AR: What do you find to be rewarding in poetry and what do you find off-putting?
JB: Poetry is rewarding in that it provides a container for the heartbreaking, extraordinary, peculiar complexities of life, and also, the ordinary nuanced moments of a life. If I put an experience into a poem, I can get it to be still, which feels a little like, there, it’s settled. Reading poetry works like a shared emotional seismograph between the speaker and myself. Poetry, both writing it and receiving it, asks us to be mindful, of language, of experience, of each other. When I read Mary Oliver, I feel like I am having a conversation with the earth, and in that conversation, I get access to compassion, empathy, and despair. I grew up feeling severed from a sense of belonging, and poetry mends the disconnect both internally and with the outside world. I find the idea that poetry is completely useless off-putting. Cocktail umbrellas, yes, but poetry?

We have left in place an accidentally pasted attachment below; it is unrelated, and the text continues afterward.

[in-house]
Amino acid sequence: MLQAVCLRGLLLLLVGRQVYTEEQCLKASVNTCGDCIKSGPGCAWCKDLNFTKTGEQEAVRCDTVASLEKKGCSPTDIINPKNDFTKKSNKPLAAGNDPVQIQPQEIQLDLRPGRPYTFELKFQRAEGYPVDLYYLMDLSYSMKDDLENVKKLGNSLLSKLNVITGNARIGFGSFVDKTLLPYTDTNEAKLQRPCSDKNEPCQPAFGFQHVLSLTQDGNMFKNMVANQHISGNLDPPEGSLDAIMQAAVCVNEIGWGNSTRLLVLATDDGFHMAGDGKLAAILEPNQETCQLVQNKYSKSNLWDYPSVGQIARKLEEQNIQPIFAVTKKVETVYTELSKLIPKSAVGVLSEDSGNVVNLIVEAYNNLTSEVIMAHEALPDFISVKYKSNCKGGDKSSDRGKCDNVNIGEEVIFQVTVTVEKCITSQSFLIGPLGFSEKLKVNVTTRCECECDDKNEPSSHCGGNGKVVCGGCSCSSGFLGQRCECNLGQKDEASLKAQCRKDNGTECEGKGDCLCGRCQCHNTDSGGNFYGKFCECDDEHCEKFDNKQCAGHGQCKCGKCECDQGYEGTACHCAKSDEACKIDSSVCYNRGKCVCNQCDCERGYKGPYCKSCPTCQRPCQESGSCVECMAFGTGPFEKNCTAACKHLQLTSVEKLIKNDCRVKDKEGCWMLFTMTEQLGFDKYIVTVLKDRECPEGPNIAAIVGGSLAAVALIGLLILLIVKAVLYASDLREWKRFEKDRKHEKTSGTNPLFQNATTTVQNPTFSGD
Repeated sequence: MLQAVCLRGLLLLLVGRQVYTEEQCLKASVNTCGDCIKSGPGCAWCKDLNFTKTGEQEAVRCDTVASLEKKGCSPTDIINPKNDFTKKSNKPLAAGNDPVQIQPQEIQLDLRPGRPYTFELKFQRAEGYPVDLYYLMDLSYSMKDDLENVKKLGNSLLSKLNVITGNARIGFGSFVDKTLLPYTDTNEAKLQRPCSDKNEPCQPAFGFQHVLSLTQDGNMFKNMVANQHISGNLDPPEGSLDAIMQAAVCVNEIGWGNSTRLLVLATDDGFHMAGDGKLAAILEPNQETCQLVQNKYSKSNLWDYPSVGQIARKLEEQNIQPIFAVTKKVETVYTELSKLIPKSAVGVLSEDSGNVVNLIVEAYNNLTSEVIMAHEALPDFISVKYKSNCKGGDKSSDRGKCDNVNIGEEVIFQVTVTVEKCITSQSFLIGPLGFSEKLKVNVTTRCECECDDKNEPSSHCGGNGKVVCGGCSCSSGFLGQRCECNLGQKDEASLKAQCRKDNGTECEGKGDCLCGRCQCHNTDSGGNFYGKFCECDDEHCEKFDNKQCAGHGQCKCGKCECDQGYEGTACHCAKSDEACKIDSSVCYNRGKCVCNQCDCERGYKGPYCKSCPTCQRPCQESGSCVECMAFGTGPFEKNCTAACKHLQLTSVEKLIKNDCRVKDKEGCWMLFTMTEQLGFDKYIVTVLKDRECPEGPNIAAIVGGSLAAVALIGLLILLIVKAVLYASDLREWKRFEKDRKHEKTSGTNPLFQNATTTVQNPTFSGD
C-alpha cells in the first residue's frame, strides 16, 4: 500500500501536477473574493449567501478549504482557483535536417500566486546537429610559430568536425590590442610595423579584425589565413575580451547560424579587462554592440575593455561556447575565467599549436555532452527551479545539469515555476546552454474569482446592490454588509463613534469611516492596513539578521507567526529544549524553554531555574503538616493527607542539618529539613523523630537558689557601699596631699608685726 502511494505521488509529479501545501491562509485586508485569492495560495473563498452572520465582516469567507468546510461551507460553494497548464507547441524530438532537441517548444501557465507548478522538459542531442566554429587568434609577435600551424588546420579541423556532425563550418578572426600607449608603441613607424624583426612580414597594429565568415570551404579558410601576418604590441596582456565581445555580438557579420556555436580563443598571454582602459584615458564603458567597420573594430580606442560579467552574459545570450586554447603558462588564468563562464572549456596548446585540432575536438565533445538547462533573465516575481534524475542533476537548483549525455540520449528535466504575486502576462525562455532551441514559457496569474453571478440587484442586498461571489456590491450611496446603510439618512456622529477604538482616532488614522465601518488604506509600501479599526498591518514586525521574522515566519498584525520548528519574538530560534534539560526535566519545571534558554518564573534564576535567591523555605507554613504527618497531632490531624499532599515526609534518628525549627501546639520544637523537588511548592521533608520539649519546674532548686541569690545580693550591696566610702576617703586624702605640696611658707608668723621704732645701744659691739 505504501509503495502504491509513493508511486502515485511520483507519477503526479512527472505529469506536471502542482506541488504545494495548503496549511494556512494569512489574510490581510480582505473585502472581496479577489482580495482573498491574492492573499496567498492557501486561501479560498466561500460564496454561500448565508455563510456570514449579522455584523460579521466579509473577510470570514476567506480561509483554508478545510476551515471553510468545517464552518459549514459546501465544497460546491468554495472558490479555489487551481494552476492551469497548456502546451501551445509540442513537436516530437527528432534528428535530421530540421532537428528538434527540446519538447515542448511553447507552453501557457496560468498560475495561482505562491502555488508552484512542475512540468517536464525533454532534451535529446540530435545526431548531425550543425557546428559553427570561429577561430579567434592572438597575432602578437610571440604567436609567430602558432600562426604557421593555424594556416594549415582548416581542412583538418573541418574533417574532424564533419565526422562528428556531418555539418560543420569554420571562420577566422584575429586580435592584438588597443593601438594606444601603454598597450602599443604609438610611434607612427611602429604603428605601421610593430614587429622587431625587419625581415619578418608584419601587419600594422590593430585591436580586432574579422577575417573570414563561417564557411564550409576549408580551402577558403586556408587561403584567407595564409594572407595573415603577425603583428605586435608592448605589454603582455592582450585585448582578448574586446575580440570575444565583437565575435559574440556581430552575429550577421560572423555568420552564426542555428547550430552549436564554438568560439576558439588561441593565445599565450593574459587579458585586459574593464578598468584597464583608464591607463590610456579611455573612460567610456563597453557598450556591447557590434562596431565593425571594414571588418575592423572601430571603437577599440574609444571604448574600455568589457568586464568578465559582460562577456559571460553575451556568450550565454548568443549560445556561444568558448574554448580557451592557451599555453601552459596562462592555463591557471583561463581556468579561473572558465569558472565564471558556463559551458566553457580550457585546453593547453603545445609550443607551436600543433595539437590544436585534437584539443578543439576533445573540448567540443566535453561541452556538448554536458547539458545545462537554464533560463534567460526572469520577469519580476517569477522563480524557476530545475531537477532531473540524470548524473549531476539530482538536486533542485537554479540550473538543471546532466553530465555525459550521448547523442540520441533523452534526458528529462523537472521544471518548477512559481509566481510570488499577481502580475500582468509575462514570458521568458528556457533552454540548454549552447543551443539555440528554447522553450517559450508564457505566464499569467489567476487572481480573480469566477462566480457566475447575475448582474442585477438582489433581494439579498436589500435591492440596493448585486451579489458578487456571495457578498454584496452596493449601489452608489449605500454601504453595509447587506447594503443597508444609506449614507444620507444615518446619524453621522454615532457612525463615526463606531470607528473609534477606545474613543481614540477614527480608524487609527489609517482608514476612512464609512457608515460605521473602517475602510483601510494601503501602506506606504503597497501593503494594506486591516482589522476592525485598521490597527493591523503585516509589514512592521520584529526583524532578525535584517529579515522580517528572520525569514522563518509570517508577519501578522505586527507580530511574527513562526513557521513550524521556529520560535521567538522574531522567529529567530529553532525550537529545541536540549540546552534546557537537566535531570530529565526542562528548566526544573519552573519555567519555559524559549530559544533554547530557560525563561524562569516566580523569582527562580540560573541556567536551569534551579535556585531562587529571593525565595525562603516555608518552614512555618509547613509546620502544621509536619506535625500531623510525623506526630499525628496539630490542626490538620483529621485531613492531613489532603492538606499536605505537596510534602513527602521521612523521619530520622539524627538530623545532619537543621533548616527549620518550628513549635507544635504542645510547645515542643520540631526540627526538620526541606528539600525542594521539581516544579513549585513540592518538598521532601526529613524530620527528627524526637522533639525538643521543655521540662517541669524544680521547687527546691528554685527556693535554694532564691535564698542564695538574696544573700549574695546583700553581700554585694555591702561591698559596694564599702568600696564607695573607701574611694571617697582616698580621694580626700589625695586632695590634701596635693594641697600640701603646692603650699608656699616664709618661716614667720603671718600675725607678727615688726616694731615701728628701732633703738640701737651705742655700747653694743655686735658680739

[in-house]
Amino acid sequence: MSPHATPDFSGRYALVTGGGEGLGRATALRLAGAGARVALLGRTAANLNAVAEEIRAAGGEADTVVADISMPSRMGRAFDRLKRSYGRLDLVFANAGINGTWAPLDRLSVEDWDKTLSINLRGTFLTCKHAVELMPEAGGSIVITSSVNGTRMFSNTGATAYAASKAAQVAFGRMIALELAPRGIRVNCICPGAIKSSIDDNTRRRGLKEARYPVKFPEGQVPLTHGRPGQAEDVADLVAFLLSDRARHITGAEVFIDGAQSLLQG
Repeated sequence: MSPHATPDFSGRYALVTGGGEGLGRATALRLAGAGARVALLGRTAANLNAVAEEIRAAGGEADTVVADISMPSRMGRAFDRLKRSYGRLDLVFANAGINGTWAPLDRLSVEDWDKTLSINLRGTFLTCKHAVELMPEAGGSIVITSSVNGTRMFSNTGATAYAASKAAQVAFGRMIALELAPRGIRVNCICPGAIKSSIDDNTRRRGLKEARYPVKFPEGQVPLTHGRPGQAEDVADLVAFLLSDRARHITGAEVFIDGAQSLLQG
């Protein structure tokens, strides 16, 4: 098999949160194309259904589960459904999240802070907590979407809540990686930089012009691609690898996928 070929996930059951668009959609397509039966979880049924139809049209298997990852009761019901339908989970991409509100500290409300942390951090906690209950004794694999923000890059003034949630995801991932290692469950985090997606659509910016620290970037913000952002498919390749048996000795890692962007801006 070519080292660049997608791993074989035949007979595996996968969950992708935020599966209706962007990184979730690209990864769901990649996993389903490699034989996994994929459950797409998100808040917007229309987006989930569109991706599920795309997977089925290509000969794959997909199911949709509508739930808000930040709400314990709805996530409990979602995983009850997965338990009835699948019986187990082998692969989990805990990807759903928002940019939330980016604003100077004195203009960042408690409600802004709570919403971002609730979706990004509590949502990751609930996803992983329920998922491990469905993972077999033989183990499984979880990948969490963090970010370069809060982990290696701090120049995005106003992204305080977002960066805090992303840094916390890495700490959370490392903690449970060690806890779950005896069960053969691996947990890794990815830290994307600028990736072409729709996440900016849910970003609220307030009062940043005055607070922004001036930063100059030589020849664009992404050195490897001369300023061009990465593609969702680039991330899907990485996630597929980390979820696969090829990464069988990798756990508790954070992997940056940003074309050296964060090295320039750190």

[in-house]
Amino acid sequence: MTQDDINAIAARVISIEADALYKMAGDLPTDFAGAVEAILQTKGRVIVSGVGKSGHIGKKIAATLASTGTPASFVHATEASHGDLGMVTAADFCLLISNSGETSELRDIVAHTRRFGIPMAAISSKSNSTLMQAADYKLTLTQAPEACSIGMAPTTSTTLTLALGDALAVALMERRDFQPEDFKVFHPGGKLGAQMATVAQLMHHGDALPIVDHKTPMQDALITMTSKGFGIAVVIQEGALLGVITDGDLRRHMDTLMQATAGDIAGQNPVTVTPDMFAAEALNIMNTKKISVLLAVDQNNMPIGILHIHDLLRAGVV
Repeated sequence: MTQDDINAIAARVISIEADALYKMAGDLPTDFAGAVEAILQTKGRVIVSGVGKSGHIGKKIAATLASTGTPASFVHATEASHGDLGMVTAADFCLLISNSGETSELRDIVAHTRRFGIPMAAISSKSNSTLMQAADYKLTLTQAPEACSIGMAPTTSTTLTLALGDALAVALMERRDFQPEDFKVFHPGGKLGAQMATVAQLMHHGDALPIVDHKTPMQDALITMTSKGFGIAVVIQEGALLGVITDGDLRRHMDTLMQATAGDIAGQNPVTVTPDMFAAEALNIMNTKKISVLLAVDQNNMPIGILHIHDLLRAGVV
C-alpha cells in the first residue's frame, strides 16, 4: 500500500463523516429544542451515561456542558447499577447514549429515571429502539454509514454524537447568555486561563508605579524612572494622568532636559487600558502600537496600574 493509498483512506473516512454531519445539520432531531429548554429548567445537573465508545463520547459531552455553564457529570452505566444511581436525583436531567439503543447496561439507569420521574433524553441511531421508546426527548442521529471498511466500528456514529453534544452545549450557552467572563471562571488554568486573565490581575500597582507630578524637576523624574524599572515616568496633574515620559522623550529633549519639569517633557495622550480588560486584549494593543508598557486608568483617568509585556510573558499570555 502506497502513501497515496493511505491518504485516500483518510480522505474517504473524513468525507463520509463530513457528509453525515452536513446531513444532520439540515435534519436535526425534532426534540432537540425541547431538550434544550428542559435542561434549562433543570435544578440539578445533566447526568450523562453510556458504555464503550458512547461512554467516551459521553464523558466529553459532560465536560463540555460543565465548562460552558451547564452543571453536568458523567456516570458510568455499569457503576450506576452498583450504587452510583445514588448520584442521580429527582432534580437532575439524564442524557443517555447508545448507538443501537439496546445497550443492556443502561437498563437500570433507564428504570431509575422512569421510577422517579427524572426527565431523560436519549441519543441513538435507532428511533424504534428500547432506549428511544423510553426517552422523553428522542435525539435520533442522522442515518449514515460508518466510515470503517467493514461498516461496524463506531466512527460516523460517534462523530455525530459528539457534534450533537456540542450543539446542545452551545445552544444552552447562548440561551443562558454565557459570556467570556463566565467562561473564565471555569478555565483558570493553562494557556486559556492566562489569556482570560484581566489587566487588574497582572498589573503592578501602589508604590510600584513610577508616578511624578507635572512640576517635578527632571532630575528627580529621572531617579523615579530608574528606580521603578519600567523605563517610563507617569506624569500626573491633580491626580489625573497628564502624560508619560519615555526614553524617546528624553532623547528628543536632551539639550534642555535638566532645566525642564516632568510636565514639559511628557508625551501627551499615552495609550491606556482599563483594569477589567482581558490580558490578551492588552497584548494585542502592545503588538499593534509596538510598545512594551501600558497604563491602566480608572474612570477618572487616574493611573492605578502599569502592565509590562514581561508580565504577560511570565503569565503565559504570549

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Andrew Romanelli is a recipient of the John Oliver Simon poetry award and Steiner’s New Voices poetry award. He is an Editor of 300 Days of Sun and lives in Las Vegas where he is completing his BA in English and plans to pursue an MFA in poetry next fall.
Echo Bay by Jennifer Battisti is available now from Tolsun Books (Tolleson, AZ 2018)